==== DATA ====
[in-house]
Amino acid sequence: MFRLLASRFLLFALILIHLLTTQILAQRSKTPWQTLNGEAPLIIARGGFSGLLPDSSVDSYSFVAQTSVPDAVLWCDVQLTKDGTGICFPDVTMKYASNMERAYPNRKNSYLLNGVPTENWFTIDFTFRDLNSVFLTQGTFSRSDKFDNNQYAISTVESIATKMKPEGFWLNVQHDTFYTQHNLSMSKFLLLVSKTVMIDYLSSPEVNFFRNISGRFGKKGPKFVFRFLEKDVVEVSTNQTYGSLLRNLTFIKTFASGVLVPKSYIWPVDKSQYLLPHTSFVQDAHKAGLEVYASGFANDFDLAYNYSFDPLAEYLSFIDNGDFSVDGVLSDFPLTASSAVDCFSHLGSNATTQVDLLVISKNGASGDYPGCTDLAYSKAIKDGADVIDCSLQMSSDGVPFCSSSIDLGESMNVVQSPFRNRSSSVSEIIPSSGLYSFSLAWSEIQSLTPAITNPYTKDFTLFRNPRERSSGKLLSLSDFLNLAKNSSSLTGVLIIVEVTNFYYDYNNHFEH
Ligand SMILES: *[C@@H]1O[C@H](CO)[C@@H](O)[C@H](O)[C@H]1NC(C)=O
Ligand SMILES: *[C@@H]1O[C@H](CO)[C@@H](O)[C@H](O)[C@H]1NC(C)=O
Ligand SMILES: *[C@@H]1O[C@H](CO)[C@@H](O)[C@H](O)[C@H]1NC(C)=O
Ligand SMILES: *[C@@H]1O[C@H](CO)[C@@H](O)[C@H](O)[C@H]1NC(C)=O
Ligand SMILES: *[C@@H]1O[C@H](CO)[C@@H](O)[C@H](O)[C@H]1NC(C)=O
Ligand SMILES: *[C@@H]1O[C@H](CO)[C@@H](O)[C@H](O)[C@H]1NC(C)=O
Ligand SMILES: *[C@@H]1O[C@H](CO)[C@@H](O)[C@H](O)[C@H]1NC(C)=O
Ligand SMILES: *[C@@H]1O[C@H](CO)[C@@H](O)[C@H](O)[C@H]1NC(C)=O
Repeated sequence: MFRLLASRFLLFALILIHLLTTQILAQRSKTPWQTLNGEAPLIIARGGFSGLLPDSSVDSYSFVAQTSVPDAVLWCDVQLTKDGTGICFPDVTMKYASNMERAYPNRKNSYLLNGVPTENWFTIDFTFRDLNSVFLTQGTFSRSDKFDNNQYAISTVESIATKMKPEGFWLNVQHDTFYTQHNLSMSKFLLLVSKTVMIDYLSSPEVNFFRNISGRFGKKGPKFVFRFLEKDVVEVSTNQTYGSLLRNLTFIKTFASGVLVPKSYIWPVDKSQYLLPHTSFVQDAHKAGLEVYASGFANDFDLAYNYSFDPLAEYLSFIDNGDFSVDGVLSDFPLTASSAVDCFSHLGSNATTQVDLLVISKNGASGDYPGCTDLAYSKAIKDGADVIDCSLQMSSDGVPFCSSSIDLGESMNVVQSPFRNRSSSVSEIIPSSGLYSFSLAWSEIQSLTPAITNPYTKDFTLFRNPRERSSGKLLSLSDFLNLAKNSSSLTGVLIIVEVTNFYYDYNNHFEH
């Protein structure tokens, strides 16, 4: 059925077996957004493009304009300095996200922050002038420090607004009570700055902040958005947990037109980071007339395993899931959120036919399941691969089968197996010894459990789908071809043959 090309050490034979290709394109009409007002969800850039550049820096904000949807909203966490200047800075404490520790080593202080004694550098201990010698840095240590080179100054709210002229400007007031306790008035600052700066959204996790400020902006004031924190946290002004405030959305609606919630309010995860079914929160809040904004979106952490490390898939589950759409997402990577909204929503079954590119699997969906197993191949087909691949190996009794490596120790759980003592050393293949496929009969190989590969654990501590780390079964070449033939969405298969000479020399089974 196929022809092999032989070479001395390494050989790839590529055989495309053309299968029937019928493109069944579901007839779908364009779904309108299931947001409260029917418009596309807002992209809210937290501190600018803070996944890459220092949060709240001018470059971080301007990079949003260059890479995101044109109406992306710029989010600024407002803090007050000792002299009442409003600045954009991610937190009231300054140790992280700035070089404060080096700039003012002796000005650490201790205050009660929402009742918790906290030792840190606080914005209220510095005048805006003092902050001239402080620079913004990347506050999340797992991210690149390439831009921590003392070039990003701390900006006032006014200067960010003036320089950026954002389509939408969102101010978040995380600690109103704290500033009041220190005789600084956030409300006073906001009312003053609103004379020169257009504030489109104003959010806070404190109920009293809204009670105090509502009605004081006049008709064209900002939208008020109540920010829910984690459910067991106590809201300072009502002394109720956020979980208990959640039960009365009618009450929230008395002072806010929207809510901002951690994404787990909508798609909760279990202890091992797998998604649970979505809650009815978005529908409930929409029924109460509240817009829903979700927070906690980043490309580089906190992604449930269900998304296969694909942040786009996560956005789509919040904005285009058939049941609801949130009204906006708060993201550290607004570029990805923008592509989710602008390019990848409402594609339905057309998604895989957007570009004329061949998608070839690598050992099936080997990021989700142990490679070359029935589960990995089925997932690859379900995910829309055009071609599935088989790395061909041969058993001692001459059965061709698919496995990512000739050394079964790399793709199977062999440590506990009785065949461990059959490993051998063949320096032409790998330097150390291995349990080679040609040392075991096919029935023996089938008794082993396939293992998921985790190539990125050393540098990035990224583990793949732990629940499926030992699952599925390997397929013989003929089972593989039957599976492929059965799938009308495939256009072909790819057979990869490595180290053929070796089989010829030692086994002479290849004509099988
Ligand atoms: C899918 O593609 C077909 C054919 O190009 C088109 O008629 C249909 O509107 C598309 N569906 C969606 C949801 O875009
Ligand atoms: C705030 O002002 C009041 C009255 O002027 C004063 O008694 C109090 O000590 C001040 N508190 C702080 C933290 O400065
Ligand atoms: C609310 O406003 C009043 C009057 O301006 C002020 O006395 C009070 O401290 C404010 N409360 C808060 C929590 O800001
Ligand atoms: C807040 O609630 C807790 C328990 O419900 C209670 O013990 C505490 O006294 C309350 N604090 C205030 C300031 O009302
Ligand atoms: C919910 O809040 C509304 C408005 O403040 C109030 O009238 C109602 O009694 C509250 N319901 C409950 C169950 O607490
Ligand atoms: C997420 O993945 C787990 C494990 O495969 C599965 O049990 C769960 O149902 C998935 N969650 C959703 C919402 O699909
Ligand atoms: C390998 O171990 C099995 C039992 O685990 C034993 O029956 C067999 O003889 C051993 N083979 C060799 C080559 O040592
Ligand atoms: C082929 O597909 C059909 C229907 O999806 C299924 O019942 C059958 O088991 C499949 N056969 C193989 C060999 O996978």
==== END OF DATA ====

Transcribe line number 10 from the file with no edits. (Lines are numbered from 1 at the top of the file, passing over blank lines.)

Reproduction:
Ligand SMILES: *[C@@H]1O[C@H](CO)[C@@H](O)[C@H](O)[C@H]1NC(C)=O